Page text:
I mentioned the word ‘enjoy’, and this Dracula can certainly be enjoyed if you have a weakness for bad movies. Argento doesn’t seem interested in creating much suspense or creepiness, with the result that the film drags too much at times, but you can get much amusement from many things. Every single night-time scene is so ludicrously bright that sometimes you can almost see the stage lights beaming in off the edge of the screen. Crucial scenes are so clumsily staged they look unfinished. No attempt is made to hide the fact that the Transyvanian village is clearly an Italian one. The CGI effects, usually employed when Dracula changes into something, or back again, often look like old video game graphics [and you could really use some scenes in this film to show how in some cases the pre-computer way of doing special effects was better – compare the decomposing shots in it, for instance, with comparable shots in some Hammer films], and it’s weird that Dracula becomes various animals but not a bat. The worst, but in a way funniest, bit, a scene which made my jaw drop and I had to re-play to see if I had imagined it, is when Dracula becomes a man-sized praying mantis who seems to have escaped from A Bug’s Life or something. The animation is laughably unconvincing and it’s so random, but it’s certainly memorable, and that’s more than you can say for a lot of other stuff at the moment.
This film sees Suspiria and Tenebrae cinematographer Luciano Tovoli return to work with Argento and, despite the hilarious brightness of many scenes, he does at least make Dracula pleasant to look at, and a few shots, especially in a crypt, seem to evoke Mario Bava in the use of colours, a nice nod to the Father of Italian horror. This was in 3D in Italian cinemas but aside from a couple of things hurling towards the audience, you wouldn’t know it. Claudio Simonetti’s score uses so much theramin that, though I’m normally a fan of this weird musical instrument which is mostly associated with 50’s science-fiction films, I now don’t want to hear a bloody theramin again for weeks. His music seems on the verge of being tongue-in-cheek in a film which is almost sombre for long sections until the leisurely first two thirds give way to an action-filled final third with lots of gory mayhem where you see heads ripped off, fingers bitten off and spat out, and the like, and this stuff mostly look quite good. You also get to see some breasts, including Asia’s again, but the film often seems a little coy in its sexual elements; I would have expected Argento to really go to town on the ‘biting’ scenes.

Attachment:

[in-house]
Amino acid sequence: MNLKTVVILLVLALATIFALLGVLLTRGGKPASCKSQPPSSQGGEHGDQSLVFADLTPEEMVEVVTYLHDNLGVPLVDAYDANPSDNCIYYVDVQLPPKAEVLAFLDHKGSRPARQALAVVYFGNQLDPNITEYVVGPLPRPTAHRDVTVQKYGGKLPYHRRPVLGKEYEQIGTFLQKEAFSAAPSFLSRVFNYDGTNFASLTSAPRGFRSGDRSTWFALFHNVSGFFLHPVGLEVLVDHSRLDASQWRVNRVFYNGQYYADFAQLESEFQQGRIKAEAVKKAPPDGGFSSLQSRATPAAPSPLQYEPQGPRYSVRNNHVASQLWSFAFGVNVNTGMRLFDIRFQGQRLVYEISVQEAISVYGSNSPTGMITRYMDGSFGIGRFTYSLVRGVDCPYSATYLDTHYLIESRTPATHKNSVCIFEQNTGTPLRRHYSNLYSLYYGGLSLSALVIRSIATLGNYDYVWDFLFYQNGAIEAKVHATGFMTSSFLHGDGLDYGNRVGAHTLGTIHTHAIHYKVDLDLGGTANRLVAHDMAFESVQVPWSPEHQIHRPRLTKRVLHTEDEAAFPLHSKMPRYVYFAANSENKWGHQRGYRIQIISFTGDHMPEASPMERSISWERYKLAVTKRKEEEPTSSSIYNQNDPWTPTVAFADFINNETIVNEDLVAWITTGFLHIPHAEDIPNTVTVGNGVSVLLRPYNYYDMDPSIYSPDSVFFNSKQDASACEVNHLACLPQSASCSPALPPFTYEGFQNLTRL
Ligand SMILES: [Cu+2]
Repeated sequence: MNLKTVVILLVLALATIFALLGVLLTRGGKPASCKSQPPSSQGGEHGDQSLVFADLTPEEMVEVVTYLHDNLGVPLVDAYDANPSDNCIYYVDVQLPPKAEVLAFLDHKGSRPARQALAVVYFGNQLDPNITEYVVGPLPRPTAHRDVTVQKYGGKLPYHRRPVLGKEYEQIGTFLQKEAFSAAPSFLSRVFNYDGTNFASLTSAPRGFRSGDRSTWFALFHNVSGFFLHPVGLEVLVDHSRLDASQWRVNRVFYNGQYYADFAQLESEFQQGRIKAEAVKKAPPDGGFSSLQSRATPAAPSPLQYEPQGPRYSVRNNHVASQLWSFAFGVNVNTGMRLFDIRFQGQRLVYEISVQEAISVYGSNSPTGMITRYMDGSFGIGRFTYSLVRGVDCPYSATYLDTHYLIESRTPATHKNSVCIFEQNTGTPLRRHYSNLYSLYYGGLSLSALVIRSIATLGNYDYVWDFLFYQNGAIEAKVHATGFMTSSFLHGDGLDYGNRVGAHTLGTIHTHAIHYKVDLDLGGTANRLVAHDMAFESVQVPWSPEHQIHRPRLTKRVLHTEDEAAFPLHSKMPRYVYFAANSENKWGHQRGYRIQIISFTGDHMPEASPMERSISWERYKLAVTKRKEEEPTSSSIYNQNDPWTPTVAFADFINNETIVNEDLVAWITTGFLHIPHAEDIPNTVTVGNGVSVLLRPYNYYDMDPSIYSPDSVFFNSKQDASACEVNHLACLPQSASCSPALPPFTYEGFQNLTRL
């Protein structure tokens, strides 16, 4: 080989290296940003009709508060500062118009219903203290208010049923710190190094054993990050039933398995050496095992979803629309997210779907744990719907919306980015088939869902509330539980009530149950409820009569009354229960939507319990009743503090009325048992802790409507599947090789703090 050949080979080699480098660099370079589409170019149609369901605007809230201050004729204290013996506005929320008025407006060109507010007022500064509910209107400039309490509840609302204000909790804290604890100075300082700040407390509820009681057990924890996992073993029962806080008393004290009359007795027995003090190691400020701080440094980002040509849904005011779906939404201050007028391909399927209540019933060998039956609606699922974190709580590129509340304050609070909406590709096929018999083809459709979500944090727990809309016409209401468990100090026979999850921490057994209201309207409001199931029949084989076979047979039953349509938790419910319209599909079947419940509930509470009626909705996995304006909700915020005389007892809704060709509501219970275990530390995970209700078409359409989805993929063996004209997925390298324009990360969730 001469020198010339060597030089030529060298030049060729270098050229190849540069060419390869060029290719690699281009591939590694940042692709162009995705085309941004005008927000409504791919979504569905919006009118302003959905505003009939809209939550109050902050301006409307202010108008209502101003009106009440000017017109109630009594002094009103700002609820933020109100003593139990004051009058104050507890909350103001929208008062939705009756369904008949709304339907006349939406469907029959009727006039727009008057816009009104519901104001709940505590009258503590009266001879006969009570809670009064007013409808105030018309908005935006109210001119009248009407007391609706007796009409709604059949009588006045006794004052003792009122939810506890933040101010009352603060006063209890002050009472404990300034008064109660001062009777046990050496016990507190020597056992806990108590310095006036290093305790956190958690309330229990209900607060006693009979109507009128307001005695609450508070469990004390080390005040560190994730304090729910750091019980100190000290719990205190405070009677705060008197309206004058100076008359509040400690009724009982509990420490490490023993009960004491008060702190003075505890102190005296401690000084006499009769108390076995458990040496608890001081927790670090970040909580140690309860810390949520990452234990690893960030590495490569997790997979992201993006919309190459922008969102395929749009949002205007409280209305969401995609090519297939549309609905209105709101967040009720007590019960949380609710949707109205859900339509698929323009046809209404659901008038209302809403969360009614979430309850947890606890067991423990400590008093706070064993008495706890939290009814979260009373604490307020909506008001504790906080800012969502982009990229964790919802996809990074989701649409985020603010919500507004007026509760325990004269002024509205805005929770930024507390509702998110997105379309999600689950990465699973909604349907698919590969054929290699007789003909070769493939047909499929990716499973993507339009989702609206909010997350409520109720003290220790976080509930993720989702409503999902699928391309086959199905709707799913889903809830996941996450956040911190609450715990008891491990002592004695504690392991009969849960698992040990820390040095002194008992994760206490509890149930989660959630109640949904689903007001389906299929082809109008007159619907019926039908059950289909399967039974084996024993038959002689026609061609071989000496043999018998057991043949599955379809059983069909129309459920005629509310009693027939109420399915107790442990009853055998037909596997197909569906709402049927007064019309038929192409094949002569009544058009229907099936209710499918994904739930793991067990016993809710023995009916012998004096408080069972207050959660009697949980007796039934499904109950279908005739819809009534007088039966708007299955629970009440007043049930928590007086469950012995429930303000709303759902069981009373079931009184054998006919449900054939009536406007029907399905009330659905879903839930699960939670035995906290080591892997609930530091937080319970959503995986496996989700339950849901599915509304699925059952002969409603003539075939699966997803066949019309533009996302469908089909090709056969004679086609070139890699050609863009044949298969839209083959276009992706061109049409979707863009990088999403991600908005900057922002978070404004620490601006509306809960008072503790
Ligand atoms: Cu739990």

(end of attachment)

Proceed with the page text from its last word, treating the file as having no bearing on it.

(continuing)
The acting is mostly of the ‘get it over and done with’ kind, with Thomas Kretschmann [usually a fine actor and very good in The Stendahl Syndrome] a pretty dull Dracula who is never really scary, and Rutger Hauer’s weary Van Helsing able to unconvincingly dispatch vampires in seconds but seeming to have difficulty remembering his lines. At least Marta Gastini is very easy on the eyes and Asia is always worth watching though even she seems to be coasting. Is Dracula a good film? No, it’s clumsy and pointless. It’s weak film-making and adds nothing to Stoker. Did I enjoy it? Yes, in parts, but then again I enjoy watching Ed Wood films sometimes. It has a slight charm, and is certainly amusing at times, but the fact that I am using such terms, and struggling to say anything else good to say about the latest film from a director who really wowed me right from that time when I first put that video of Inferno into my player and immediately fell in love, is not good at all.
Dario, if you’re reading this; I did get some limited enjoyment out of your latest movie, but please, from a big fan of yours who is losing his patience, just stop now.